New Testament Elders
When we turn to the New Testament, we find many similarities between the elders of the church and elders in typical kinship-based communities, including those of ancient Israel. A comparison of the “qualifications” of elders in 1 Timothy 3 and Titus 1 to common characteristics of those elders brings this out. Elders in kinship-based communities are senior members of respected families; a Christian elder is to be one “who manages his household well” (1 Timothy 3:4-5), and whose children are also part of the community of believers (Titus 1:6).
Typically, kinship-based elders are wealthy, but they are also generous and hospitable; a Christian elder, whatever his standard of living, is to be “hospitable,” “no lover of money,” “not greedy for gain” (1 Timothy 3:2-3; Titus 1:7). Elders lead exemplary lives in regard to the ethics and morality of their communities; a Christian elder should be “above reproach, the husband of one wife, temperate, sensible, dignified” (1 Timothy 3:3); and he must be “a lover of goodness, master of himself, upright, holy, and self-controlled (Titus 1:8). Elders carry on the traditions and beliefs of their people; a Christian elder is “not a recent convert” (1 Timothy 3:6), and “he must hold firm to the sure word as taught, so that he may be able to give instruction in sound doctrine …” (Titus 1:9). Finally, elders must be good speakers, able to persuade the members of their community of measures which benefit the whole community, as well as serving as worthy representatives for their community to outsiders; a Christian elder, we are told, should be “an apt teacher” (1 Timothy 3:2), he should not be “quarrelsome” (1 Timothy 3:3), “he must be well thought of by outsiders” (1 Timothy 3:7), “not … quick-tempered or … violent” (Titus 1:7).
The commonalities between elders of typical kinship-based societies and elders of the New Testament church are too pervasive to be overlooked. Paul’s prescriptions for the elders in the churches of Ephesus and Crete were nothing new to the world, nor were they unique to Israel prior to the advent of Christianity. Those characteristics are, in fact, typical of elders in most kinship-based societies.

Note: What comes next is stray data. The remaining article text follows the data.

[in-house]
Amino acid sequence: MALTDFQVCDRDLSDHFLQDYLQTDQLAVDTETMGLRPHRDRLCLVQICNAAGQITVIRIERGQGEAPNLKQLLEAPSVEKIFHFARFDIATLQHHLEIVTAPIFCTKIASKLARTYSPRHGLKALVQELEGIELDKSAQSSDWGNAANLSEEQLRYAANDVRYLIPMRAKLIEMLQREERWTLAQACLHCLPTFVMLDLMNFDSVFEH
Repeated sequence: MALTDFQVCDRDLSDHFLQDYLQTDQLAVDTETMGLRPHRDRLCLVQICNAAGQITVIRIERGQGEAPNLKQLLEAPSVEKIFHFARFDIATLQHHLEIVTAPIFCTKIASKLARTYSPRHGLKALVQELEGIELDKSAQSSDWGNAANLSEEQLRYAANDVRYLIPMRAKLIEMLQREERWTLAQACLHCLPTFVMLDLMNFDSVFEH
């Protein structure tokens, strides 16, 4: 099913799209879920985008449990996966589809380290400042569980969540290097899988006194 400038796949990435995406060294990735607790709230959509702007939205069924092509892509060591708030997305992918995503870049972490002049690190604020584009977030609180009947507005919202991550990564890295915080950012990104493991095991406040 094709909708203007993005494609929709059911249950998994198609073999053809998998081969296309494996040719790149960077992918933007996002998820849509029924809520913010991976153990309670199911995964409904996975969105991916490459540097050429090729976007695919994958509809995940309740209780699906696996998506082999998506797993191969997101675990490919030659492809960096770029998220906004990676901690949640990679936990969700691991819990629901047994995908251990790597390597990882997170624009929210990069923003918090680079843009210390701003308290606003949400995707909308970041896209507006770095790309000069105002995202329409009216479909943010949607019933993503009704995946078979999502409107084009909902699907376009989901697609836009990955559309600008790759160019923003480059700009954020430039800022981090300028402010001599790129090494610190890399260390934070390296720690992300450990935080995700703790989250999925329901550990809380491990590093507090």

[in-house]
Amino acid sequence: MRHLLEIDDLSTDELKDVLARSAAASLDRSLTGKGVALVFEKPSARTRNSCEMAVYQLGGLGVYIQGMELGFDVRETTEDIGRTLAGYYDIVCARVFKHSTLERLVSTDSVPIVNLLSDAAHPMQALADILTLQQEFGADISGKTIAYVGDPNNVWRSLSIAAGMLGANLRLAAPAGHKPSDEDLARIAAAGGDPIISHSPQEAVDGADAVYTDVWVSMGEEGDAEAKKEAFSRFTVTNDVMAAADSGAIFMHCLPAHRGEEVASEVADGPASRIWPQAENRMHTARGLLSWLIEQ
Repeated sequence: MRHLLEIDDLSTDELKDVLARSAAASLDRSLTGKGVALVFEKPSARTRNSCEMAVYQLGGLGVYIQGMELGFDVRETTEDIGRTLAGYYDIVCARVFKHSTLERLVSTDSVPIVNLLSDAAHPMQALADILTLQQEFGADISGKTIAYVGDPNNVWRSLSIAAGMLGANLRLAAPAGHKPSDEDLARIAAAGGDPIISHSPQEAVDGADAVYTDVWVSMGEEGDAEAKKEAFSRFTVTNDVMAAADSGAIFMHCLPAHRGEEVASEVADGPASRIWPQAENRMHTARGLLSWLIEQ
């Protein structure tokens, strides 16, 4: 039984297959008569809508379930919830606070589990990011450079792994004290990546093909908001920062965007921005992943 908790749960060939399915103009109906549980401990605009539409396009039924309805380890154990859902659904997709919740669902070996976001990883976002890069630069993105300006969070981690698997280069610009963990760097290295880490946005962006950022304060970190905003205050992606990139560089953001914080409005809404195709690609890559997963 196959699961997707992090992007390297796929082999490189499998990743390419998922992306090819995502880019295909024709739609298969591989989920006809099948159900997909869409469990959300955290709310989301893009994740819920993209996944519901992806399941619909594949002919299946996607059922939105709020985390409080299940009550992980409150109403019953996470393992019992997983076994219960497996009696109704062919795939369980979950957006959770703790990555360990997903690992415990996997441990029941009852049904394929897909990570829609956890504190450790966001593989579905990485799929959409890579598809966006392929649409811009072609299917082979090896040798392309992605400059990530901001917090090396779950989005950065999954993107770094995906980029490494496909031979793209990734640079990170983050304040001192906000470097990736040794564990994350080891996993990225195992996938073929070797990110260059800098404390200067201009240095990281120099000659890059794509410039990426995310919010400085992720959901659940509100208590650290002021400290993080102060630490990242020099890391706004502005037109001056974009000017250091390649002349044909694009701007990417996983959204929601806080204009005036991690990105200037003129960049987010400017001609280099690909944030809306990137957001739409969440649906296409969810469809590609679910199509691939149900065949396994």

This realization should make us stop and reexamine our idea of why the “qualifications of elders” are given in Timothy and Titus. Here is one traditional idea:
God has revealed to mankind the plan to be used in the governing of His Church … (This) plan is perfect and if conscientiously followed, His children will live in harmony and their work will be done regularly, systematically and enthusiastically.
This perception of elderships is managerial, very business-like. The church has a task to do, and God revealed the most effective way to organize it so that it can accomplish that task. My own perception of what Paul prescribes, in light of the similarities to typical elderships, is that Paul is not concerned so much with giving us a divinely-ordained “structure” or “plan” as he is trying to create a community of believers. He wanted a community to emerge where one had not existed before, consisting of people previously unrelated, but now related (a family) in a very special way.
I hope that the church can recapture that community mentality. This will require more than adherence to certain structural patterns so that things can run smoothly. It will require a renewed spirit of family, true family, among church members. The role which elders play in this is very important. They must earn and maintain the respect of the members of their congregations by modeling the Christian life to those members. They must model lives of generosity and hospitality, lives of exemplary moral and ethical character. They must be repositories of knowledge and wisdom for their congregation, and they must constantly work for unity and consensus. They are not a governing board or an administrative structure. They are shepherds (1 Peter 5.1-3) and fathers (Deuteronomy 32:7). They are respected senior leaders of a community, a family of believers.
* The text of this presentation appeared in the winter quarter 1992 issue of the journal Leaven (2:1; pp.8-12).